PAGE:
Wednesday marks one week until the Portland Trail Blazers and forward Nicolas Batum face a Jan. 25 deadline for a contract extension.
Blazers Acting GM Chad Buchanan declined to comment on whether the negotiations with agent Bouna Ndiaye -- which included a face-to-face meeting in San Antonio last week -- have made progress over the last week. He said that "daily" communication continues between the two sides even though they have not met since last Friday and have no set plans to meet prior to the deadline.
"At this point we're still conversing and deciding whether it makes sense to meet again before the deadline," Buchanan said on Wednesday. "We haven't made a decision either way at this point, but we're still talking with Bouna, corresponding with him on almost a daily basis."
While the two sides left the negotiating table in San Antonio "very far apart," according to one report, Batum has played his best basketball of the season in the two games since the discussions thanks, in part, to increased playing time created by the absence of starting center Marcus Camby. Batum scored 29 points, grabbed 8 rebounds and blocked 4 shots in a Saturday overtime loss to the Houston Rockets and scored 19 points and added 6 rebounds in a Monday win against the New Orleans Hornets.
So what's up with no scheduled meetings?
"We signed three free agents without meeting face-to-face with anybody," Buchanan said, making reference to the December additions of Kurt Thomas, Jamal Crawford and Craig Smith. "It's not something that has to be done face-to-face. You can make a lot of progress talking on the phone and corresponding with an agent on something like this. If we get down close to the deadline and feel like a face-to-face meeting is important for us to do, and both sides are open to it, we'll do it at that point. I wouldn't read too much into the face-to-face meeting being crucial to making progress towards a deal."
Under the new Collective Bargaining Agreement, the Blazers are only able to offer Batum a 4-year contract prior to next week's deadline.
Below is a list of second contracts signed by twos, threes and fours, including when it was signed, the contract details and how old the player was at the time of the deal. All salary data via StoryTellersContracts.com.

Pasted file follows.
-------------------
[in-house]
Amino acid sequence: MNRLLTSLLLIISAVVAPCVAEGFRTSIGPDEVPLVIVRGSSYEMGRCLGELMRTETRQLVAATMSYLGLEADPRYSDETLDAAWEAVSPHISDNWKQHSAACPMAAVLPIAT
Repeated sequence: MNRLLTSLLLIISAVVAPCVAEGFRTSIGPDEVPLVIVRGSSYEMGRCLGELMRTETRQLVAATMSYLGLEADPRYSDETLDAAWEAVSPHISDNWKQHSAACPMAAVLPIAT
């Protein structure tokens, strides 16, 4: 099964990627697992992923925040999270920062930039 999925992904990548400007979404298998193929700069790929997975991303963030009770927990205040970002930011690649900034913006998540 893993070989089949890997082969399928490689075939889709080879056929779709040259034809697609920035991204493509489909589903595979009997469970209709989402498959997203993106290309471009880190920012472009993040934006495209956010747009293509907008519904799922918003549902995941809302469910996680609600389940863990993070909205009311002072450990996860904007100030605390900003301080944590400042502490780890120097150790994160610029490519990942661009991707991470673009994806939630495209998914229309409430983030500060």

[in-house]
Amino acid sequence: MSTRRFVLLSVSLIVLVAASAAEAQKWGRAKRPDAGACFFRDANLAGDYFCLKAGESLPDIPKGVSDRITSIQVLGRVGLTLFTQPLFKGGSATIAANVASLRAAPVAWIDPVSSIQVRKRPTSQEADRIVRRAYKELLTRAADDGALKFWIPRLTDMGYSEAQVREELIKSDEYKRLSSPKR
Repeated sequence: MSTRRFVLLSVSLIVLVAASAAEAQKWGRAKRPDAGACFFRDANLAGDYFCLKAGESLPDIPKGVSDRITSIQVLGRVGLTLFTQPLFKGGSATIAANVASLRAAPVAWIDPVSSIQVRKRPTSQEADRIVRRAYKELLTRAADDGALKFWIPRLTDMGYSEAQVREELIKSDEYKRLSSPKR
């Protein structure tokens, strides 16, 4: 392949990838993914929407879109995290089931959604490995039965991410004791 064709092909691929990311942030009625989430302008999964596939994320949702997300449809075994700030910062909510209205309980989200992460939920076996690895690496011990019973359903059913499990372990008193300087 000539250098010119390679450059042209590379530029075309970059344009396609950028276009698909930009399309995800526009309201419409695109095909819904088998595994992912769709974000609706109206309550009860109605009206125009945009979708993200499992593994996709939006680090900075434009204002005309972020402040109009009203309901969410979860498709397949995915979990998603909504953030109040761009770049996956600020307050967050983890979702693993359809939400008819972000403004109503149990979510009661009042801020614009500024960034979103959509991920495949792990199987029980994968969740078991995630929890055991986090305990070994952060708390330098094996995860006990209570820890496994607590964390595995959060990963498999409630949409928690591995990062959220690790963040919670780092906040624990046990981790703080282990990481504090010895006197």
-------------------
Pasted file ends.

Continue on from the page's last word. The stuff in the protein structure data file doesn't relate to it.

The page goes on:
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Batum, 23, would seem to fit fairly neatly into the $7-$9 million per year group. That group includes the likes of Trevor Ariza, Marvin Williams and Charlie Villanueva, signed under the previous Collective Bargaining Agreement, and Marcus Thornton, Thaddeus Young and Arron Afflalo, who all re-signed for between $8 and $8.6 million per year during the December signing period.
The 2011 deals do not appear to reflect any major discounting because of the new CBA. If anything, those deals, especially Thornton's, appear to be slightly inflated. Here's how Batum's 2010-2011 and 2011-2012 seasons compare to the seasons Thornton, Young and Afflalo had prior to signing their extensions.
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Sizing up the contract landscape, it's difficult to imagine there's that much separating the two sides. There don't appear to be any major red flags that would prevent either side from agreeing to a 4-year deal and the market seems very well set for someone with Batum's production when it comes to dollars per year. Batum seems committed to Portland long-term and vice versa. The lure of a 5-year deal is a potential wild card but immediate long-term certainty would seem to have value for both player and team.
The reasonable window for negotiations right now would seem to be a 4-year deal worth between $28 and $34 million. The two sides should be able to work this one out.
Sean Highkin of Portland Roundball Society posted a great breakdown of Batum's season and the ongoing negotiations this past weekend.
-- Ben Golliver | firstname.lastname@example.org | Twitter